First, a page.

Friday, 19 April 2013

Revision, Revision, Revision

I've decided to write a blog on revison as I know it's something a lot of people really struggle with (I used to.) It can be so so stressful, the months leading up to your exams can feel like your brain is full of spagetti and a mixed jumble of quotes, facts and essay sructures often a mix of all different subjects combined. Hopefully it will help people who are struggling and maybe are really stressed out, or give people some techniques that they've never thought of using. Hopefully it will help anyone who maybe dyslexic/dyspraxic too as I know from my personal experiences how hard revision is especially if like me you have a short term memory like a sieve. But hopefully it will help everyone. Let me know if you find it helpful, and remember I'm only a text/dm/facebook chat away, if you feel stressed out please don't suffer in silence, I'm here to help and calm people down. Love and hugs it may seem hard right now but there is light at the end of the tunnel I promise.
First of all if you find revision hard or difficult or more challinging than your friends you are NOT stupid I repeat not. You just need to find what learning techniques work best for you, everyone is different. Don't be scared of going for help or support, it's nothing to be ashamed of, lots of people need help once in a while. It's also important to have goals and somehing to think of at the end of it to help you achieve it. Maybe it's a pop concert, or a shopping spree or a night out or maybe you're going on holiday, having something fun and exciting to look forward to can really help motivate you.
Remember that success starts with yourself you cannot blame teachers, parents, mates or whatever – take responsibility for achieving well yourself. Make a personal contract with yourself e.g. I will do 5 hours revision this weekend.If you achieve your contract, give yourself a break or a little reward.
Multi sensory learning
Multisensory learning is using all the senses we have together to help us learn in the most effective way either by seeing, hearing or doing (visual, audio or kinasthetic) multi sensory learning is inter twining them together. Here are some strategies which might help which I’ve used myself or found from helpful websites: (I’ve put them in bullet points to make them easier to read.)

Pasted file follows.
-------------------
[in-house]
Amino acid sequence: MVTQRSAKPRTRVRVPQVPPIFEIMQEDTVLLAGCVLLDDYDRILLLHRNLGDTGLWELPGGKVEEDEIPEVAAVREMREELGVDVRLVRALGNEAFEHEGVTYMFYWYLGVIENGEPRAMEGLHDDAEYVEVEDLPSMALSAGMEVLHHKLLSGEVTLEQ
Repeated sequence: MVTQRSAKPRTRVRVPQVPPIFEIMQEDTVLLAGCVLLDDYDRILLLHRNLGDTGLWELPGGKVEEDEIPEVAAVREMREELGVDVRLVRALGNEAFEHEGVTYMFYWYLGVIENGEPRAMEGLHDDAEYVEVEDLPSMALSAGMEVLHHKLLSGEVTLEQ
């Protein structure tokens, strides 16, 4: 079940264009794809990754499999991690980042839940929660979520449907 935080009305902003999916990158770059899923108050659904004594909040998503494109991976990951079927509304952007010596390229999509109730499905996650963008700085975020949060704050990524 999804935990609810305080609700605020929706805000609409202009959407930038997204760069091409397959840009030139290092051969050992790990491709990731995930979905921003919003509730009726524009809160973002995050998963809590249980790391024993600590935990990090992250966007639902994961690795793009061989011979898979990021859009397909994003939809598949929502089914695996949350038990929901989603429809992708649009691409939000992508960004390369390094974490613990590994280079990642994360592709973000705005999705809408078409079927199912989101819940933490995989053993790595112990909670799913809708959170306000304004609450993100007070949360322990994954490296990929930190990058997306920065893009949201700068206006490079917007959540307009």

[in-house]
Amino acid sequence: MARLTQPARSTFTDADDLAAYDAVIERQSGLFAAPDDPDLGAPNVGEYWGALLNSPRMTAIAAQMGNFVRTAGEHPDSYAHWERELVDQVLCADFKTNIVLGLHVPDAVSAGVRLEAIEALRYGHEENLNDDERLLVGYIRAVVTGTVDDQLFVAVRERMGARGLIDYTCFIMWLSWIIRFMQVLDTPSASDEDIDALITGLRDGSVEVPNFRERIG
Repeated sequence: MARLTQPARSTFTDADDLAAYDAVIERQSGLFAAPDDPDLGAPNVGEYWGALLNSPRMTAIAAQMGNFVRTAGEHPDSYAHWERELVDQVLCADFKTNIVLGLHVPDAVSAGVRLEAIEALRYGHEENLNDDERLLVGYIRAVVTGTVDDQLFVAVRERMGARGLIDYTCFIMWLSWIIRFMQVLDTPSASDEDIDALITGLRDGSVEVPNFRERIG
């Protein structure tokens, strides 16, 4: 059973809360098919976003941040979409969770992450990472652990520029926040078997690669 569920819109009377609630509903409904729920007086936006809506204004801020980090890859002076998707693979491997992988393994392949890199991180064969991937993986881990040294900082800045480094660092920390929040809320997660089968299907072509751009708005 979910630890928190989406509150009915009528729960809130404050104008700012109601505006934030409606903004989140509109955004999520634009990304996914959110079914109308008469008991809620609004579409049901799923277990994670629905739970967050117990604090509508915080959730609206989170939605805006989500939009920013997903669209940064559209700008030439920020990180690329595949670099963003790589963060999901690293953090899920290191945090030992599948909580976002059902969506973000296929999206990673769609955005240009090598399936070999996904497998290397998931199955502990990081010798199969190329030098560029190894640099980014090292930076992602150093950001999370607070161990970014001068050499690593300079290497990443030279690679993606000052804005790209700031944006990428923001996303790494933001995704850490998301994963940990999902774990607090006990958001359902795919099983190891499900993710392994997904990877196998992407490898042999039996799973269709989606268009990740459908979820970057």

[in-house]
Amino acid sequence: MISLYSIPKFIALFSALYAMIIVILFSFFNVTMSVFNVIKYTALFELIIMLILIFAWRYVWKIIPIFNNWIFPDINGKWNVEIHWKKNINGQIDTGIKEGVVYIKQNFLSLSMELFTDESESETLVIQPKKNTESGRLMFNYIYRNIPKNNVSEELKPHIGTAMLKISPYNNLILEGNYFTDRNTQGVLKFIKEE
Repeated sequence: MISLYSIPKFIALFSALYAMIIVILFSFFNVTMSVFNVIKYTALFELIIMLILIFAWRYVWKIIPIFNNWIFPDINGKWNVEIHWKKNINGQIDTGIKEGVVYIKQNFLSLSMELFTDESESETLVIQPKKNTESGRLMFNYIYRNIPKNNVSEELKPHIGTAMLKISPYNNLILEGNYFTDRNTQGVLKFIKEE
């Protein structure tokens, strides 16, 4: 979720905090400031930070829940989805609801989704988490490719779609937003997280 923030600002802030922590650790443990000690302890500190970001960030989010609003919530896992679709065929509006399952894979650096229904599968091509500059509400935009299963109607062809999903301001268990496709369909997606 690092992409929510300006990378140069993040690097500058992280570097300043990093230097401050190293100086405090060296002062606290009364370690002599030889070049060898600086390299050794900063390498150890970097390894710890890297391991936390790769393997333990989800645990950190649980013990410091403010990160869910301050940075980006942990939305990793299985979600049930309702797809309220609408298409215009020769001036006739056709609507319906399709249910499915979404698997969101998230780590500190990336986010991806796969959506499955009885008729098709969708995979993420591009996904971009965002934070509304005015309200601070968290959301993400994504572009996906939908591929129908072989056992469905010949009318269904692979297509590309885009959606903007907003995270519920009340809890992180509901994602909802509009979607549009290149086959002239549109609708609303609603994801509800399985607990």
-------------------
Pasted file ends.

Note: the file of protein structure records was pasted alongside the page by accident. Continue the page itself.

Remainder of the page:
·        Put all your condensed notes about one topic on
one page.
·         Use colour to highlight – a different colour for
each topic, for example.
·         Make big posters for each topic, using colour and
other visual clues. Pin them up where you can
look at them frequently.
·         Make diagrams and charts.
·         Record facts and information on tape, to listen to
in the car or out walking.
·        Watch dvd and tv programmes linked to your subjects.
·        When you are revising, read the stuff out loud.
·        Walk around during revision – don’t sit still.
·        Even perform your notes, as in a play – anything which makes
them stand out in your memory.
·        Teach the material to someone as a lesson – or do it to yourself –
but do it aloud.
·        Prepare a powerpoint presentation on the material.
• Get someone to test you.
• You test them as well – thinking of questions is a good way to
• Play different types of music for different topics or subjects. When
you get stuck in an exam, relax and think of the music for the topic,
and that might trigger your memory.
Revision strategies
Our memory works by building links. We remember things which are
associated in our mind by repetition, sense, colour, rhythm, rhyme, or
anything which is unique, absurd or unusual. Practise organizing your thoughts on a range of exam questions by quickly jotting down ideas as they come into
your head – brainstorming. Then put them into groups of related ideas. Now put the groups into a logical order. Allow 5 to10 minutes for this.
·        Break down your subject into topics.
·        Plan your revision timetable in detail – but not as an excuse not
to get on with the revision.
·        Don’t spend all your time on the interesting things!
·        Allow some free time – all-night marathons are not the way to
·        If you haven’t been reworking and condensing your notes
throughout the year, start to do so now!
·        Revise everything more than once – overlearning is important for
·        Share revision time with a friend sometimes.
·        Try explaining your topic to someone who does not know
anything about it. If you can do this, it proves that you
understand it.
·        Constantly be on the look-out for issues and themes.
·        Practise writing under timed conditions and be realistic about
·        how much you can produce in the given time.
Look, cover, write, check.
·        This is an old and trusted technique that still works for many people:
·        Revise a section of work
·        Cover it up or put it aside
·        Write down or record as much as you can remember
·        Check against the original
·        Highlight anything you got wrong or forgot
·        Prioritise these areas for future revision




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